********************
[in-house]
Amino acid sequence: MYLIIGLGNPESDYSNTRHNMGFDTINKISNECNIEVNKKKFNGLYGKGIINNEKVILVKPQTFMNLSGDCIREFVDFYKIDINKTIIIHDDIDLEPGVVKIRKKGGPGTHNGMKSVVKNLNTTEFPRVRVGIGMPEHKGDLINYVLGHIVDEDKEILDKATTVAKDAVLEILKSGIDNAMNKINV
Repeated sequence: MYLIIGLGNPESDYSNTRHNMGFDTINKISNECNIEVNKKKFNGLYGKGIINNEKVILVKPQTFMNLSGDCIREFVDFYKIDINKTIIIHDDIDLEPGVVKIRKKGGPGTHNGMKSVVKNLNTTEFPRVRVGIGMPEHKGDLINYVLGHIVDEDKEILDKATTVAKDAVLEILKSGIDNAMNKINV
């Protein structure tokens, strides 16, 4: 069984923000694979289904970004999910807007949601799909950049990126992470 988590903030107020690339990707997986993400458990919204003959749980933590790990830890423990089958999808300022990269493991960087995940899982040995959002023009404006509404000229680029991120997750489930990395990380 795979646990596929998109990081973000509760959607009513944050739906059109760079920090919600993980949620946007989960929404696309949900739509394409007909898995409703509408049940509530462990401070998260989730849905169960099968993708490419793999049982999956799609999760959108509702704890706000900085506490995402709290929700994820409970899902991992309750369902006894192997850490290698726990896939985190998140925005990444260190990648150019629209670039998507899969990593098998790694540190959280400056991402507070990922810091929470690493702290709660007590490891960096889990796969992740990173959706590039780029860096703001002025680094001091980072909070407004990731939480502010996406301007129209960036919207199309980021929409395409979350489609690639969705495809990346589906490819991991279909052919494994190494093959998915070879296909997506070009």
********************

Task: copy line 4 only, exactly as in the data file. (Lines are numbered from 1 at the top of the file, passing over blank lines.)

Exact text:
């Protein structure tokens, strides 16, 4: 069984923000694979289904970004999910807007949601799909950049990126992470 988590903030107020690339990707997986993400458990919204003959749980933590790990830890423990089958999808300022990269493991960087995940899982040995959002023009404006509404000229680029991120997750489930990395990380 795979646990596929998109990081973000509760959607009513944050739906059109760079920090919600993980949620946007989960929404696309949900739509394409007909898995409703509408049940509530462990401070998260989730849905169960099968993708490419793999049982999956799609999760959108509702704890706000900085506490995402709290929700994820409970899902991992309750369902006894192997850490290698726990896939985190998140925005990444260190990648150019629209670039998507899969990593098998790694540190959280400056991402507070990922810091929470690493702290709660007590490891960096889990796969992740990173959706590039780029860096703001002025680094001091980072909070407004990731939480502010996406301007129209960036919207199309980021929409395409979350489609690639969705495809990346589906490819991991279909052919494994190494093959998915070879296909997506070009």